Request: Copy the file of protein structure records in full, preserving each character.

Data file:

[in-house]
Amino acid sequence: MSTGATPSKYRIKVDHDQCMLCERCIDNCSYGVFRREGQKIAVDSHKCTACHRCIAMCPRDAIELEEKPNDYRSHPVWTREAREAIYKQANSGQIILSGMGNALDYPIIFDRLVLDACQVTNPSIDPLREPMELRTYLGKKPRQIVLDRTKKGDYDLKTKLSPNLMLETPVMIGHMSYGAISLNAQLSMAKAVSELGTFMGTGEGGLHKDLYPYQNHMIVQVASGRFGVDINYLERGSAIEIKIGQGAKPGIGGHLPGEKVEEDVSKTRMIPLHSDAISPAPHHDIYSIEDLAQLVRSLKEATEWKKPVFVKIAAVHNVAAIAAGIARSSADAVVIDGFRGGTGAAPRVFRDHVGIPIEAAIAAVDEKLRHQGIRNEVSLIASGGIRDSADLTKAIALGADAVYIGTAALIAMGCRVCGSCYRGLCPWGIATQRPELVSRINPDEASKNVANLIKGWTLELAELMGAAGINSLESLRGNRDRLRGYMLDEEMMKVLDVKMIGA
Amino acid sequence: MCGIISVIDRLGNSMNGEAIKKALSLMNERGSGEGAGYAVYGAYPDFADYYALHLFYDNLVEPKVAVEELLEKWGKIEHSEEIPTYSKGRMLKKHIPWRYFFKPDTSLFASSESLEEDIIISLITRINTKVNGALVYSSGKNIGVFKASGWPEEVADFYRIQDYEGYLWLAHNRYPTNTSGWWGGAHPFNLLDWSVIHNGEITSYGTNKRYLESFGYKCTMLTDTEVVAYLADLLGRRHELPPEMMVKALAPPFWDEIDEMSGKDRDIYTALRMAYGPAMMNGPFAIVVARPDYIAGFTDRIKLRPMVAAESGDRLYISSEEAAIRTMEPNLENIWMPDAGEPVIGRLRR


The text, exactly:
[in-house]
Amino acid sequence: MSTGATPSKYRIKVDHDQCMLCERCIDNCSYGVFRREGQKIAVDSHKCTACHRCIAMCPRDAIELEEKPNDYRSHPVWTREAREAIYKQANSGQIILSGMGNALDYPIIFDRLVLDACQVTNPSIDPLREPMELRTYLGKKPRQIVLDRTKKGDYDLKTKLSPNLMLETPVMIGHMSYGAISLNAQLSMAKAVSELGTFMGTGEGGLHKDLYPYQNHMIVQVASGRFGVDINYLERGSAIEIKIGQGAKPGIGGHLPGEKVEEDVSKTRMIPLHSDAISPAPHHDIYSIEDLAQLVRSLKEATEWKKPVFVKIAAVHNVAAIAAGIARSSADAVVIDGFRGGTGAAPRVFRDHVGIPIEAAIAAVDEKLRHQGIRNEVSLIASGGIRDSADLTKAIALGADAVYIGTAALIAMGCRVCGSCYRGLCPWGIATQRPELVSRINPDEASKNVANLIKGWTLELAELMGAAGINSLESLRGNRDRLRGYMLDEEMMKVLDVKMIGA
Amino acid sequence: MCGIISVIDRLGNSMNGEAIKKALSLMNERGSGEGAGYAVYGAYPDFADYYALHLFYDNLVEPKVAVEELLEKWGKIEHSEEIPTYSKGRMLKKHIPWRYFFKPDTSLFASSESLEEDIIISLITRINTKVNGALVYSSGKNIGVFKASGWPEEVADFYRIQDYEGYLWLAHNRYPTNTSGWWGGAHPFNLLDWSVIHNGEITSYGTNKRYLESFGYKCTMLTDTEVVAYLADLLGRRHELPPEMMVKALAPPFWDEIDEMSGKDRDIYTALRMAYGPAMMNGPFAIVVARPDYIAGFTDRIKLRPMVAAESGDRLYISSEEAAIRTMEPNLENIWMPDAGEPVIGRLRR